Archive for category open data
I described in an earlier post that data sharing in Neuroscience is relatively non-existent. Some commentary on the subject has appeared since then via the 2007 SfN Satellite Symposium on Data Sharing entitled Value Added by Data SharingLong-TermPotentiation of Neuroscience Research, published in Neuroinformatics. I was also excited to see an article published last week Data Sharing for Computational Neuroscienc, also in Neuroinformatics. However, there is a caveat or two. Apart from ignoring all the data representation issues presented in other domains such as bioinformatics, the re-use of data models such as FuGE, or contribution to ontology efforts such as OBI, all these articles are not open access! How ironic, or should that be how embarrassing. Phil also covers this issue in his blog.
Oh well, looks as if there is still a challenge in the domain of Neuroscience for access to valuable insights into information flow in the brain. Who want to know how the brain works anyway? You can always pay $32 to springer if you want to find out.
When finnished, I would have liked it to be published some where like Nature Preceedings, however they only accept proprietary Microsoft files and pdfs rather than XML documents. I also though of creating a Google code project for it, but it seems quite elaborate for something nobody else would be contributing to and once completed would be rather static. Any suggestions are very welcome.
The full complement of the Human Proteome Organisation (HUPO) Proteomics Standards Initiative (PSI), Minimum Information About a Proteomics Experiment (MIAPE), recommended reporting guidelines are now available for community review on the Nature Biotechnology website.
The manuscripts range from the definition of the MIAPE concept to the individual guidelines themselves which cover, Mass Spectrometry, Mass Spectrometry Informatics, Gel Electrophoresis and Molecular Interaction experiments. A further paper on the PSI protein modification ontology (PSI-MOD) is also listed.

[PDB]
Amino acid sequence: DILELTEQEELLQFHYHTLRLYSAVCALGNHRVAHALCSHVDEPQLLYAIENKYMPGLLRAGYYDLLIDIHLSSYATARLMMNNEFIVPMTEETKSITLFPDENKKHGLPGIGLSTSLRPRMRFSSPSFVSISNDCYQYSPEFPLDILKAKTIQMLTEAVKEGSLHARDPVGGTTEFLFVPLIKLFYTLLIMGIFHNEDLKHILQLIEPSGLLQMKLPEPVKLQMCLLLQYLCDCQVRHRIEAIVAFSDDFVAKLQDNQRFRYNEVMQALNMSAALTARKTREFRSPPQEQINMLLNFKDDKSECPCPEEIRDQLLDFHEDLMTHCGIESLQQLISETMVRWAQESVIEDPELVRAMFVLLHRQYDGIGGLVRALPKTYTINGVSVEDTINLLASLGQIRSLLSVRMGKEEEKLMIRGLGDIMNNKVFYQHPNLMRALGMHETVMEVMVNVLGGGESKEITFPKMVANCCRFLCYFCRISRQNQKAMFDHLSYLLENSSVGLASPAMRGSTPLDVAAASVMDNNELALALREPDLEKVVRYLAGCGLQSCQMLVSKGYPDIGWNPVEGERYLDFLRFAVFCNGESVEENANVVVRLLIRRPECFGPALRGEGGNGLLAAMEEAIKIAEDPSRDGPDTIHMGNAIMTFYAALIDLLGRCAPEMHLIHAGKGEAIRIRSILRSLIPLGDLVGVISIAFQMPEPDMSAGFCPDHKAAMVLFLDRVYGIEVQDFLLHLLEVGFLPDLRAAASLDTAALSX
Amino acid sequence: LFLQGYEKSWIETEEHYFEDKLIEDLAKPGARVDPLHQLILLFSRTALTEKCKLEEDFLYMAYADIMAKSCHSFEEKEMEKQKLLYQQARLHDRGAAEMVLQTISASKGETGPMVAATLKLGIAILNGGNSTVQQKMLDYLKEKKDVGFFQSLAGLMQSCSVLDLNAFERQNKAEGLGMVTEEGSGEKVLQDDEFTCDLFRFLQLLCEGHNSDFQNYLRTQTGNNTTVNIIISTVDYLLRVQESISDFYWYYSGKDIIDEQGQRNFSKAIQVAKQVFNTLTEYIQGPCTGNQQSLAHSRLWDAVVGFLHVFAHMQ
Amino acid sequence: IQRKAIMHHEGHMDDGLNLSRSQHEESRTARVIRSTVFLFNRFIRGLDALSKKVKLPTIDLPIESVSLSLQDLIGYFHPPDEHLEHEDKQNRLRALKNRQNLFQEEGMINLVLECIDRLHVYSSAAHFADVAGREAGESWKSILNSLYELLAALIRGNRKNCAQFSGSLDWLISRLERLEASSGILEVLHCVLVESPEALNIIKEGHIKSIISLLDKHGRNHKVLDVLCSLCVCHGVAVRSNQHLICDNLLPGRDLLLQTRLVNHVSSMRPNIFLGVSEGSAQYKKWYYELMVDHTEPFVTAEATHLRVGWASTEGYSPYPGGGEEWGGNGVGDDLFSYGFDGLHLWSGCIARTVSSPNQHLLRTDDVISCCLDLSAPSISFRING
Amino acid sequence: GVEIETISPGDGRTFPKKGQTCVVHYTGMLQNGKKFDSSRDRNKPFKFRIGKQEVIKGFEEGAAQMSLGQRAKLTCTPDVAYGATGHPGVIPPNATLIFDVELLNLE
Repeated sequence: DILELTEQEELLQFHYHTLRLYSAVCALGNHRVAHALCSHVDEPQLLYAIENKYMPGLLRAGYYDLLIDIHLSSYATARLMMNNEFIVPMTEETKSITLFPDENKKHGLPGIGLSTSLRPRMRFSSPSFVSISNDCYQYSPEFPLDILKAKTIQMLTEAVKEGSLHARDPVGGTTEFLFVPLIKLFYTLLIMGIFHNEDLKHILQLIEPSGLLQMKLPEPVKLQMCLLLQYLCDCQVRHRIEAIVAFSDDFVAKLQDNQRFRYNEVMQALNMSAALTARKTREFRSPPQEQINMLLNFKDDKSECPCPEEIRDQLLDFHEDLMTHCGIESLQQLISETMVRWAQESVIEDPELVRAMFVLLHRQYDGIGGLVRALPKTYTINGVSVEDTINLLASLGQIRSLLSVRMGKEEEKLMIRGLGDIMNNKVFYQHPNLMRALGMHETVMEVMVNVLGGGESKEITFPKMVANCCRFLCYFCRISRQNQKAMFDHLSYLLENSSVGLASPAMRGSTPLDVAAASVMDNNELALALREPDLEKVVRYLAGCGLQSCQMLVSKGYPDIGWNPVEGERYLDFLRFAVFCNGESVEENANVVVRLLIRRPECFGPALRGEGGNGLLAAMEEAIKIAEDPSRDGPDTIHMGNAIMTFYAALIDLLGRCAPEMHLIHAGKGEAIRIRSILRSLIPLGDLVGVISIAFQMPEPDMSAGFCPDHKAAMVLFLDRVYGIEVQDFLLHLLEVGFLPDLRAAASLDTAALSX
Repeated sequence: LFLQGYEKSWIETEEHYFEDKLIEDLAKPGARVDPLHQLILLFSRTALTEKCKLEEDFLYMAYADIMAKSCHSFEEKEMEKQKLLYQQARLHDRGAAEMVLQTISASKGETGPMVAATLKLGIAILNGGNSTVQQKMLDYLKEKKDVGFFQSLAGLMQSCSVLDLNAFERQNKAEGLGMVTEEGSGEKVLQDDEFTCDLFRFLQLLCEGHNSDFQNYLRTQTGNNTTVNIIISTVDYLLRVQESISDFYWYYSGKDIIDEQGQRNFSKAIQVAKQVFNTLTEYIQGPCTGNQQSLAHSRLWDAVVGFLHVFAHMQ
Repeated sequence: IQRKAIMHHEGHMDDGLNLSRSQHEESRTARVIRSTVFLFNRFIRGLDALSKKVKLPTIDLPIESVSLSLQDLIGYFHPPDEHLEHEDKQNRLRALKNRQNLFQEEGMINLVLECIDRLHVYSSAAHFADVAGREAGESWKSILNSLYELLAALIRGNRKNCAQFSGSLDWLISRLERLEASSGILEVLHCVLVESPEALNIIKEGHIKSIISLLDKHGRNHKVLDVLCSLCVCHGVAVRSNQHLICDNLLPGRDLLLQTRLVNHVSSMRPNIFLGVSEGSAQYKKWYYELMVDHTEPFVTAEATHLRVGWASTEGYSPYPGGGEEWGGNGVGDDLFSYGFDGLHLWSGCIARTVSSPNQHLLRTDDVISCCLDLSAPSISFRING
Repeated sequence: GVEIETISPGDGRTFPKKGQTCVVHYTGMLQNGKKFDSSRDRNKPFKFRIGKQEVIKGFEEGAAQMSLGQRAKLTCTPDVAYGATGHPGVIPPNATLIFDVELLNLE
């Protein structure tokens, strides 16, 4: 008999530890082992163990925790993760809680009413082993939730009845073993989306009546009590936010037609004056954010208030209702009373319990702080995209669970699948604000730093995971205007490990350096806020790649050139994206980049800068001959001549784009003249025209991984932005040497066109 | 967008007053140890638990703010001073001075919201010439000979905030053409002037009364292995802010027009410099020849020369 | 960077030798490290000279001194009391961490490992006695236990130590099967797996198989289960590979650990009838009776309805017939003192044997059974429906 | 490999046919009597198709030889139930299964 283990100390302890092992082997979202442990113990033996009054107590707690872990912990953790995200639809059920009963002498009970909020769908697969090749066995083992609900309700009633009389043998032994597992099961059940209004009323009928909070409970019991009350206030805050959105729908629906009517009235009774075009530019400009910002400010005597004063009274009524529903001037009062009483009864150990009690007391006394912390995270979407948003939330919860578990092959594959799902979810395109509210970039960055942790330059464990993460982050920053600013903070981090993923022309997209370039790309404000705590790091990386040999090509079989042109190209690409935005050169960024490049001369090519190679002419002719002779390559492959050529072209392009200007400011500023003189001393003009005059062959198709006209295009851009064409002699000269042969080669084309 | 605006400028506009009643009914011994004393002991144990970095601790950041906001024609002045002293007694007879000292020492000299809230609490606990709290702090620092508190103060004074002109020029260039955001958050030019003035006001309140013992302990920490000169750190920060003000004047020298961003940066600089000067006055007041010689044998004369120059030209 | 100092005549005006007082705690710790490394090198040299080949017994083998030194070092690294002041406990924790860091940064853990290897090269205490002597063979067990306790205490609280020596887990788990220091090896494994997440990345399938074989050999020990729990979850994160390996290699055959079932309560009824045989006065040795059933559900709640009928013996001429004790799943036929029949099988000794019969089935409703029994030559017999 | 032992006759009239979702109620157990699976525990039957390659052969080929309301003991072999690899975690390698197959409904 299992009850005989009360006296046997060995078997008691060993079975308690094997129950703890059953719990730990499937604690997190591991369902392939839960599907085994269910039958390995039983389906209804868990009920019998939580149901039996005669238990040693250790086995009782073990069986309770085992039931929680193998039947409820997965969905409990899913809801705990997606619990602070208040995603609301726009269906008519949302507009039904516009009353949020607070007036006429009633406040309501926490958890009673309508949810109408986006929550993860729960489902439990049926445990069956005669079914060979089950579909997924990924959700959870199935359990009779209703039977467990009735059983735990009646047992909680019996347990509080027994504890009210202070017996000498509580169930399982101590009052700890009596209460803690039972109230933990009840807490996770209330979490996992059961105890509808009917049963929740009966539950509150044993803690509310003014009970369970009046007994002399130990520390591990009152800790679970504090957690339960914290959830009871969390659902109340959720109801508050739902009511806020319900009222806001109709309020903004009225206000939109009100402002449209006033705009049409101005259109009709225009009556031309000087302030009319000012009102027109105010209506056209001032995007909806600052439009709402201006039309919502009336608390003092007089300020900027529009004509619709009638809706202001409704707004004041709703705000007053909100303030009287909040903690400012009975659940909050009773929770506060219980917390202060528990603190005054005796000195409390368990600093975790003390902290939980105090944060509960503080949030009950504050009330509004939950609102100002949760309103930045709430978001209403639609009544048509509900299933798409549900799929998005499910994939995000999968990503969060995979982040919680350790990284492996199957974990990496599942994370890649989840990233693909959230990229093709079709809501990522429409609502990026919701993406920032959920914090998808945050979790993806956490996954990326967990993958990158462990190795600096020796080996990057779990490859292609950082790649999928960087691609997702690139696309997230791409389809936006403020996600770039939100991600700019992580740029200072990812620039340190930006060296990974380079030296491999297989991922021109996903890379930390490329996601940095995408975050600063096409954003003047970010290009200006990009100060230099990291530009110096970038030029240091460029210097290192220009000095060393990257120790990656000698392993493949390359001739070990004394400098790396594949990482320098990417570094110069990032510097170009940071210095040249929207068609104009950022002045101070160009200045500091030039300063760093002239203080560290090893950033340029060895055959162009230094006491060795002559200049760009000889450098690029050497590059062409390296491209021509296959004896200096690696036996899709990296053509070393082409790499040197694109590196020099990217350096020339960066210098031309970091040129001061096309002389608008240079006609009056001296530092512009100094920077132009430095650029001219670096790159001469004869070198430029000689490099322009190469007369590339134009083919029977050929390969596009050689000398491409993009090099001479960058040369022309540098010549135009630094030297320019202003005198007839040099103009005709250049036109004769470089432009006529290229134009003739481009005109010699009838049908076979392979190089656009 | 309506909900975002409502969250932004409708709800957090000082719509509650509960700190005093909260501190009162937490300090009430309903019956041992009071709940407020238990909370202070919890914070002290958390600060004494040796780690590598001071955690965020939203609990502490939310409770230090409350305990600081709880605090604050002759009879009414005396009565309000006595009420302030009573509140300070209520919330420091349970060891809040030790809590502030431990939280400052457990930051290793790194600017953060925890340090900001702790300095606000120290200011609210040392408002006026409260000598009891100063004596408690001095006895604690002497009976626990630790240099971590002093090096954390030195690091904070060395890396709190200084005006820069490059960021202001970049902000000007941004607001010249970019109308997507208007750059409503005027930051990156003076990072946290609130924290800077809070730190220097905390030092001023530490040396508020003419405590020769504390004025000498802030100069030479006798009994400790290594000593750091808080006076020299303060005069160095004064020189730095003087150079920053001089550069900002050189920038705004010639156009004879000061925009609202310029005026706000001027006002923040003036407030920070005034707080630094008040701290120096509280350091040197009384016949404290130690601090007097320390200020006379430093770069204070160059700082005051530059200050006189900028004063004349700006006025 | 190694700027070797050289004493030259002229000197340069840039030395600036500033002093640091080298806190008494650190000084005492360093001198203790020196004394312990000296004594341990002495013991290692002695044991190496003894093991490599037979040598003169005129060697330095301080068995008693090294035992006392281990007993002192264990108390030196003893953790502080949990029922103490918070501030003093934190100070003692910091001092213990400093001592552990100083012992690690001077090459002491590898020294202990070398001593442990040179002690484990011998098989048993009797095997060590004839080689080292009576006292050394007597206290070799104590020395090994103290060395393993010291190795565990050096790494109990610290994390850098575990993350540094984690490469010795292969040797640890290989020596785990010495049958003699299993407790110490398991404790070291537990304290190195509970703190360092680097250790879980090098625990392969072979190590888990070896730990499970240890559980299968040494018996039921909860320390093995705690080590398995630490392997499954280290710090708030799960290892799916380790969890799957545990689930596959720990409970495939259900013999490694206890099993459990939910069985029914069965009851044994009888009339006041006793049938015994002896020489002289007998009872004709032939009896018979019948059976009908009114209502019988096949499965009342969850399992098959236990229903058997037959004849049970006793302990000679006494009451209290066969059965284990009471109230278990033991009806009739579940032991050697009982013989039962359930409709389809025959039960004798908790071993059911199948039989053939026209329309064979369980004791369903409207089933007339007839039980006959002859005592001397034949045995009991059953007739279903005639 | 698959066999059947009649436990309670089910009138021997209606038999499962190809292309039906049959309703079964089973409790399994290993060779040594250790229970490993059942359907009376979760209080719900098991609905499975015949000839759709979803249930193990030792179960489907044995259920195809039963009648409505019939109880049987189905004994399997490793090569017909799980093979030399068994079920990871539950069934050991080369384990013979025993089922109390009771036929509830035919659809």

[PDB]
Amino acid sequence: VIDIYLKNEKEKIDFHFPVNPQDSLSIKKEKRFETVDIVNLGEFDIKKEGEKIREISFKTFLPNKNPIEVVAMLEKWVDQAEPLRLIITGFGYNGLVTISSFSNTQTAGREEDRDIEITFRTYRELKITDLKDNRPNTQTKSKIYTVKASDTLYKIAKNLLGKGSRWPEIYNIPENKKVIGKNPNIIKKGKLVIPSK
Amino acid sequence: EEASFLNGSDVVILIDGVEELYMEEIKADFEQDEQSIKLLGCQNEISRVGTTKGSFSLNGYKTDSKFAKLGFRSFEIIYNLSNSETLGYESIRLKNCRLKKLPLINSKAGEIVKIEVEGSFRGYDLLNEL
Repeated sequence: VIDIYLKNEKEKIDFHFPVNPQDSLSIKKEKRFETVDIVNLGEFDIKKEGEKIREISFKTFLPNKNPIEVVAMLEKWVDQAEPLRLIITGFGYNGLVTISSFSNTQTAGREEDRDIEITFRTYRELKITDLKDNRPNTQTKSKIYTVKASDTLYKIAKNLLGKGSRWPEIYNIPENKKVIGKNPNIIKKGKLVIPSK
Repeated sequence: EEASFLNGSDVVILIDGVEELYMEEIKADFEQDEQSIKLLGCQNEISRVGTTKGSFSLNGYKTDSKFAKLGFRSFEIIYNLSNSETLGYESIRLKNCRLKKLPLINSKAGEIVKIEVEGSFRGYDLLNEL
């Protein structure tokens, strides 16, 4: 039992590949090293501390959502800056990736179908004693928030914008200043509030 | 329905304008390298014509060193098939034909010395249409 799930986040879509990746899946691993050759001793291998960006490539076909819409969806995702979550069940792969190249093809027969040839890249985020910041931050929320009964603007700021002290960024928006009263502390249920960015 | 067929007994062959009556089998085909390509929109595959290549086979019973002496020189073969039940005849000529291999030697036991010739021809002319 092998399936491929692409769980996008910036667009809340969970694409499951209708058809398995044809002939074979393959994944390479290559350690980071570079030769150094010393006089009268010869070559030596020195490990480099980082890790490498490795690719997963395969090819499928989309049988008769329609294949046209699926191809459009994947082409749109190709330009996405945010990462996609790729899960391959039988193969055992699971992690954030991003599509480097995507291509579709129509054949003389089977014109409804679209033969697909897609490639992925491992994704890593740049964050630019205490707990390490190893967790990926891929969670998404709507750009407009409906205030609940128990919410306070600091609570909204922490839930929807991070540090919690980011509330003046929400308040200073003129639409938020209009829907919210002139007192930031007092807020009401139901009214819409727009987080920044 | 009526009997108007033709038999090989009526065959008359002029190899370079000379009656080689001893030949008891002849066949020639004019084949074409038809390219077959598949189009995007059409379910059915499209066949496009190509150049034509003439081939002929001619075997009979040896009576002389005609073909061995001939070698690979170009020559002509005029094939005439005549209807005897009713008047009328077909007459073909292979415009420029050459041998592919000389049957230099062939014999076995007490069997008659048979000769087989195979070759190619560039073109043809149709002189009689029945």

Several other Minimum reporting requirements are also listed from other domains such as genome sequences (MIGS) and in Situ Hybridization and Immunochemistry (MISFISHIE).
There is also a paper on the Functional Genomics Experiment Model (FUGE) which is an “extensible framework” or data model for standards in functional genomics, although equally extensible to most scientific experiments.
As this process of community review, hosted on the Nature Biotech website, is a relatively new process and open to anyone, both identified or anonymous, I would encourage anybody with the relevant knowledge to comment on the papers. A greater response from the community ultimately means the guidelines are actually representative of the domain and technology they represent.
Open data is a concept I came across while attending the 2nd International Digital Curation Conference and felt it deserved a post in its own right, rather than subsumed by the conference report. I am an advocate of Open Access and feel that Open Data must be a part of this process. What is the point of being able to freely read the publication if you cant freely access the data the publication refers to?
The concept of Open Data was presented to me by Peter Murray-Rust, via the DCC conference, who regularly blogs about the subject. There is a Wikipedia entry which defines the concept and a mailing list which promotes discussion of Open Data.